If America can use this scale in our voting, our legislation, our ethics and our social interactions, we will instantly create a more cohesive society. Our valuing of liberty creates more love for our neighbor, not less.
As I stood in the line waiting to vote, I played a game of wondering how people were going to vote. I recognized a couple of women who seemed to be a lesbian couple, and of course the assumption was that they would vote straight democrat. Intriguingly, I was not offended by the thought of their vote. I honored their difference in point of view, and celebrated that they were acting out the responsibility of choosing our leaders.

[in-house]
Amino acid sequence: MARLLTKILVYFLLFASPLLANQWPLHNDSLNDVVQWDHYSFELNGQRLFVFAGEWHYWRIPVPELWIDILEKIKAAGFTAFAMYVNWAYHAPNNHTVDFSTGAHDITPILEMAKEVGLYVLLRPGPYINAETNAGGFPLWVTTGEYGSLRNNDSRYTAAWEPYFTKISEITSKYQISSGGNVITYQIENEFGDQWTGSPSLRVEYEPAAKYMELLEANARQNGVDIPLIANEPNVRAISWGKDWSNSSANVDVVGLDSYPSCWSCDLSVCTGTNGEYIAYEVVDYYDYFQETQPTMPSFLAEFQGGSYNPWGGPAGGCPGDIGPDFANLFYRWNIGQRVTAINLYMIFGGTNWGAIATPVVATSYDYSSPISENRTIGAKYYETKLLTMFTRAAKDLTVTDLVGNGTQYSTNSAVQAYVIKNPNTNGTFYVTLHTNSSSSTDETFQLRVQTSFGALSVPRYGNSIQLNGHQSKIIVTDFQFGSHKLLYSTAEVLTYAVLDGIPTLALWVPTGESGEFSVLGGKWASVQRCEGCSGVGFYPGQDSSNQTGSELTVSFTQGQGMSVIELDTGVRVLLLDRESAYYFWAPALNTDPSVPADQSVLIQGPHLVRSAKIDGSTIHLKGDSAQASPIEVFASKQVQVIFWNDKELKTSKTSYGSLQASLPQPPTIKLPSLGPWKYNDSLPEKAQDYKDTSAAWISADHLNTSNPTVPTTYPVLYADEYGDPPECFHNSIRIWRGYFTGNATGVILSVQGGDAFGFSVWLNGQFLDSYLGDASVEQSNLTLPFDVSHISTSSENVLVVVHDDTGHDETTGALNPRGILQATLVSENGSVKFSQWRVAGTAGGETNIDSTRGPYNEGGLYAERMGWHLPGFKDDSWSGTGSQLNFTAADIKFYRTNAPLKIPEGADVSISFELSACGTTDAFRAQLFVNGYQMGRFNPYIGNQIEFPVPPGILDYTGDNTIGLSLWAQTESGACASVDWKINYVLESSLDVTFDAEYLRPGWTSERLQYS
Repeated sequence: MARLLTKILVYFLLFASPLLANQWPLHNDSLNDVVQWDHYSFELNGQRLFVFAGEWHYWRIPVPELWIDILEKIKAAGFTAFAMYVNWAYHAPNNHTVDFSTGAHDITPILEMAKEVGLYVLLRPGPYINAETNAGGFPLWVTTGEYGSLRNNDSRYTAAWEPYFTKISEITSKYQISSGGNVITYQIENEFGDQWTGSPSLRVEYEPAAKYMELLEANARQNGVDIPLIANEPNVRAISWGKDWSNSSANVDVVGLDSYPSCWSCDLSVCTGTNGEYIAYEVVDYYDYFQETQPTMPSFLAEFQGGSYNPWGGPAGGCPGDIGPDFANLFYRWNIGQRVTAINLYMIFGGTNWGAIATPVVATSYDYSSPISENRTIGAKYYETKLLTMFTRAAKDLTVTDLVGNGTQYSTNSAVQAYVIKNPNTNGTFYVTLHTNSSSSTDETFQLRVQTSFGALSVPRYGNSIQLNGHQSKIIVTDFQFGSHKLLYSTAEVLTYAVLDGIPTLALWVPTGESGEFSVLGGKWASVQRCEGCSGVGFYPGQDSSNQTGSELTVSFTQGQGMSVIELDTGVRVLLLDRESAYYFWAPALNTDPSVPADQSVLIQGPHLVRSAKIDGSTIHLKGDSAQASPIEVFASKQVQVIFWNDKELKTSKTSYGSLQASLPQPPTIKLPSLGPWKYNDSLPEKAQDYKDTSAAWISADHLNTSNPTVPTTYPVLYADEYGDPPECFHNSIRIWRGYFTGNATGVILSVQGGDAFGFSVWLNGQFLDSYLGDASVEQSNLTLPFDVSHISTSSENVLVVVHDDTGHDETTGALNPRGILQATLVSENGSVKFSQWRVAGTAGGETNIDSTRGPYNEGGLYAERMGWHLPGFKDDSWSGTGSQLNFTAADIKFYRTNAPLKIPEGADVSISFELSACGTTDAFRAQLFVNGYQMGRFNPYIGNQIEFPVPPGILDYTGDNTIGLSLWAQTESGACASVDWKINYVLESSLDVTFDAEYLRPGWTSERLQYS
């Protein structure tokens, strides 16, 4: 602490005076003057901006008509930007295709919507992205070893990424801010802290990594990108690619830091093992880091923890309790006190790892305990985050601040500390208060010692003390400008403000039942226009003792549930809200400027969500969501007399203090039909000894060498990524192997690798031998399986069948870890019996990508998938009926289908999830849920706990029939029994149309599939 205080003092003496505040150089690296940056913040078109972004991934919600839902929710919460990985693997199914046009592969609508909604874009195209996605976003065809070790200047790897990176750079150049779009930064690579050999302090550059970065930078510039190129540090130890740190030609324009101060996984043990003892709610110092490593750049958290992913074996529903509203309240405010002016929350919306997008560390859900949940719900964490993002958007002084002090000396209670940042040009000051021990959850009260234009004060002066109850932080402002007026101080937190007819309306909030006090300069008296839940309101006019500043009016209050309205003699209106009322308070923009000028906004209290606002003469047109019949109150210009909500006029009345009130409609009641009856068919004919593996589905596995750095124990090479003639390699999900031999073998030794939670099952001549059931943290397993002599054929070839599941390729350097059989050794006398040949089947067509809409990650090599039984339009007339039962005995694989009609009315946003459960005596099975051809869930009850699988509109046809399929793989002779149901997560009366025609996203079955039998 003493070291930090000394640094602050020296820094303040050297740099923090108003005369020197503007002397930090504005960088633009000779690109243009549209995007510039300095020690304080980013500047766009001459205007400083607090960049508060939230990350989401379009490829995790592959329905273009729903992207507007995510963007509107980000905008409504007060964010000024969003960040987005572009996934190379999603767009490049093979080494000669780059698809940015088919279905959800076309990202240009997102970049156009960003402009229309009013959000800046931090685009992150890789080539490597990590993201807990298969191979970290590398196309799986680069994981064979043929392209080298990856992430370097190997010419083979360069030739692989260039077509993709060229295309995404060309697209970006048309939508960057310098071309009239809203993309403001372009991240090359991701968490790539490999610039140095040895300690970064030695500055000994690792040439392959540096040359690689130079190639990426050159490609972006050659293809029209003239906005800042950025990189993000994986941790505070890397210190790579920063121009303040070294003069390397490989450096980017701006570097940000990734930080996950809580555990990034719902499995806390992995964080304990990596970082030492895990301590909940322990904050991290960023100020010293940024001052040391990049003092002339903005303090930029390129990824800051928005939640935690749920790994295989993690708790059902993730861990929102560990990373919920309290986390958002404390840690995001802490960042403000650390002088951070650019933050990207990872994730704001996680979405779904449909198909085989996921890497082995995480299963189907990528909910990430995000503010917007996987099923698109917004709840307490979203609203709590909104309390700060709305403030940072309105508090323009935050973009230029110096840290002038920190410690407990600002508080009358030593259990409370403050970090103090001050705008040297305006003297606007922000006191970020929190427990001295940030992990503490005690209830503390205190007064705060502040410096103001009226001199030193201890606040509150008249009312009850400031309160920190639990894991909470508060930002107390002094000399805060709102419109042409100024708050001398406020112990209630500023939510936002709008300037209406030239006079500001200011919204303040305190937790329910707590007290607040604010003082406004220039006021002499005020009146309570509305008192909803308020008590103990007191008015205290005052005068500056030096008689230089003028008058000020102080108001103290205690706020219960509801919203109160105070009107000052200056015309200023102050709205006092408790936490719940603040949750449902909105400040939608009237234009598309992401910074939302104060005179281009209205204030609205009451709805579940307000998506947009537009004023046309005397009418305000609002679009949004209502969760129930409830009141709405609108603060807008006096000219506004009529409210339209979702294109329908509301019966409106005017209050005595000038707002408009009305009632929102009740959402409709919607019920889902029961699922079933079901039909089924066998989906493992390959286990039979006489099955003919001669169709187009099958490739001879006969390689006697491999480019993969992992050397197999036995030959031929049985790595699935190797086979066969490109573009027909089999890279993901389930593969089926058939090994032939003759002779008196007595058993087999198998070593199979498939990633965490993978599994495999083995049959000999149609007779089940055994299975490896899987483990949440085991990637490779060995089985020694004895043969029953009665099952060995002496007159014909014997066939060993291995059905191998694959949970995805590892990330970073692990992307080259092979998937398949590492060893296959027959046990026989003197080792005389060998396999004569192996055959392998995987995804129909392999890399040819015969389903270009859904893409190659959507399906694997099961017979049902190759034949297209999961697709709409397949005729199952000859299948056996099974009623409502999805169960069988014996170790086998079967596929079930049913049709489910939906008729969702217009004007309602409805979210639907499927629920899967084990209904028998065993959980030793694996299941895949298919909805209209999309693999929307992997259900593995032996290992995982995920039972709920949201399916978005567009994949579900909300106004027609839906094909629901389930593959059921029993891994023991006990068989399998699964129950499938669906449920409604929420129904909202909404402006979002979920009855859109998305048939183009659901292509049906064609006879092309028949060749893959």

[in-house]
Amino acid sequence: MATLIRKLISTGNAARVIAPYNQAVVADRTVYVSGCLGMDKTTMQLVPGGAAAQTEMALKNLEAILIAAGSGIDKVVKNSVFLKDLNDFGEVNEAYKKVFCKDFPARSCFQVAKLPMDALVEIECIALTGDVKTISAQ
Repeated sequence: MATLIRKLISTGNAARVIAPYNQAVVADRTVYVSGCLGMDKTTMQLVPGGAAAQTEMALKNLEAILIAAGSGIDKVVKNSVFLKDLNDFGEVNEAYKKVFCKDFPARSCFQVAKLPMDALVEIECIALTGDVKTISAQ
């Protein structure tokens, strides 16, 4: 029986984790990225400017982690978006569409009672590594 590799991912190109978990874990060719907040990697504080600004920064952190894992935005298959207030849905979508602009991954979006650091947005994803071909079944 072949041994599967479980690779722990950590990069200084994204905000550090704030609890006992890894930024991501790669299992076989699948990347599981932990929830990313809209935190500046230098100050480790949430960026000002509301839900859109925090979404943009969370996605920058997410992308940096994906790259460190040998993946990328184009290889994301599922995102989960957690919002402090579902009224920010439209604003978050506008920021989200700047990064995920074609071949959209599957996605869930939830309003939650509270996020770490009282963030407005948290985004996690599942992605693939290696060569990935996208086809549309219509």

I vehemently disagree with the democrat position to infringe on liberties, and disagree with the democrat view of the role of government, but I never wish to restrict the participation of those who vote differently from me.
Sadly, I hold the hardest position to hold. I honor the right of others to hold views that would oppress and crush my own. I play by my rules that hold me to a high standard, while others won't agree to those rules, and therefore could crush me.
At the end of the day, however, my conscience is clean. I have faith in the Lord, in the truth, and the final truth that all of this will end someday anyways. So my participation is my stewardship and my responsibility, but the outcome is not my responsibility. I steward what I'm given, and will fight back those who infringe on my rights and liberties, but I will do it with a clean conscience and conviction.